Do you have a plan to vote?
Let us tell you the information you need to register and cast a ballot in D.C.
Muriel Bowser headed to the D.C. Jail this morning, but not for any of the unsavory reasons that drew some of her former D.C. Council colleagues there. Instead, Bowser was at the jail to promote new corrections reforms she plans to push through the Council this fall.
Bowser toured the jail’s new Work Readiness Program, a unit for inmates seeking job training, where she visited a class of trainees. The mayor touted new legislative plans to make it easier for misdemeanor inmates to get “good time” credit on their sentences.
Before touring the cells, Bowser told the inmates that the new programs hinged on how well they did.
“The more successful these earlier efforts are, the more successful I can be in getting more resources,” Bowser said.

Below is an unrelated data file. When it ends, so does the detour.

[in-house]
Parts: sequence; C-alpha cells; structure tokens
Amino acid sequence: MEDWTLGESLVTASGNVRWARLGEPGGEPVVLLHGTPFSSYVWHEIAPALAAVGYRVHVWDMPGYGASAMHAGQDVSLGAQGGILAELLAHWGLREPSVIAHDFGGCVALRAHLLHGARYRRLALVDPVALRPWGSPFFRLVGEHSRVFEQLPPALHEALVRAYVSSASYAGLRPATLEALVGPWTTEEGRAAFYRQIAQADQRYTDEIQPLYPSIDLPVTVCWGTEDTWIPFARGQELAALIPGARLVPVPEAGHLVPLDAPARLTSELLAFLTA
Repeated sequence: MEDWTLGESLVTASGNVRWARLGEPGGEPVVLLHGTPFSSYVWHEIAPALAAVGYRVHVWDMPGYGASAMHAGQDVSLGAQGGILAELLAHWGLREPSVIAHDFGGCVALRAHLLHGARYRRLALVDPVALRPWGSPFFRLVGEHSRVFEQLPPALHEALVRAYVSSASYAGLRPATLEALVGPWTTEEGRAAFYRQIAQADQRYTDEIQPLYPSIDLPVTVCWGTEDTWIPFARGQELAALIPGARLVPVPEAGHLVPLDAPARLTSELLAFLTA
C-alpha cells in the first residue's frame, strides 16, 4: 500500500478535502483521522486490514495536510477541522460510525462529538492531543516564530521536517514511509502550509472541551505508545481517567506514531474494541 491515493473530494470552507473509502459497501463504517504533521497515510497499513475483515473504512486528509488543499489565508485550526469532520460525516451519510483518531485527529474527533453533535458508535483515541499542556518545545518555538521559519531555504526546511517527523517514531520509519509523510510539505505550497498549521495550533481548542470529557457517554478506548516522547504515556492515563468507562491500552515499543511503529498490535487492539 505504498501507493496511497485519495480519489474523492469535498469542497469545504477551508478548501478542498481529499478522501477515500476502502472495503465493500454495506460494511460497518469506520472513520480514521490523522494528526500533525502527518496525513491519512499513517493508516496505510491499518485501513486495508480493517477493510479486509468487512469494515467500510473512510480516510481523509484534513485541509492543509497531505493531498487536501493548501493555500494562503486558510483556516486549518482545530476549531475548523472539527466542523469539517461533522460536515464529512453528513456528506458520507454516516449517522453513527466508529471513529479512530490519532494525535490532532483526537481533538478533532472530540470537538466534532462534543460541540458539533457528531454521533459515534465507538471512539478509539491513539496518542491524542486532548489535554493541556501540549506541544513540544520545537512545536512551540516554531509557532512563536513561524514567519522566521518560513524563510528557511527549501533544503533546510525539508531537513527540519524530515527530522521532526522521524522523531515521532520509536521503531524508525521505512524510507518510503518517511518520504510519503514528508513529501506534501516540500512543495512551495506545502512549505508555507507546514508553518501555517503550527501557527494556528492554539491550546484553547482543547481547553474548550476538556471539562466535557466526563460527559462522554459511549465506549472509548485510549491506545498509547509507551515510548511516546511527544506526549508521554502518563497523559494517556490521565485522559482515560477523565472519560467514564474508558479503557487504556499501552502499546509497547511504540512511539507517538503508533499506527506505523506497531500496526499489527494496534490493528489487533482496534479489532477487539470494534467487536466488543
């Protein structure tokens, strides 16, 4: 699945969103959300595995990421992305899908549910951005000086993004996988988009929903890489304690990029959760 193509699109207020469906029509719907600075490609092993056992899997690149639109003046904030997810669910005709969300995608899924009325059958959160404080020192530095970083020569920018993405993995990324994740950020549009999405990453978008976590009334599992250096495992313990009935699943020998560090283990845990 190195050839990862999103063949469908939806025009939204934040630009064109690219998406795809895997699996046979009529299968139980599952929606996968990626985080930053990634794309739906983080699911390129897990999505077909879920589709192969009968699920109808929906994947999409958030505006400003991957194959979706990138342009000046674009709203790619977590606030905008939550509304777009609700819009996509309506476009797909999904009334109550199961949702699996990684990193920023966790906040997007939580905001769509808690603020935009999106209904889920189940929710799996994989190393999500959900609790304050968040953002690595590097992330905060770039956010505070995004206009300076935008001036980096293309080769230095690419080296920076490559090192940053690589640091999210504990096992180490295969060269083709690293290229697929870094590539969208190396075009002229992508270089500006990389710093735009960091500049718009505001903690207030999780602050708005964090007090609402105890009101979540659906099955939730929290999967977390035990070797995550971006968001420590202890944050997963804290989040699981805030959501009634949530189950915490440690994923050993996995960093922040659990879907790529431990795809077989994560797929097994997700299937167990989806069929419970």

Bowser also plans legislation to allow pre-trial inmates incarcerated on misdemeanors to leave the jail to work at their jobs—an idea that seems at odds with her administration’s recent complaints that violent offenders are being under-prosecuted. Still, Department of Corrections chief Thomas Faust insisted the department would screen work-release inmates for potential violence.
The jail’s new work-training unit is already helping at one infamous District criminal: Georgetown voyeur rabbi Barry Freundel. As Bowser visited the work training unit, Freundel was in the computer lab.
Photo by Will Sommer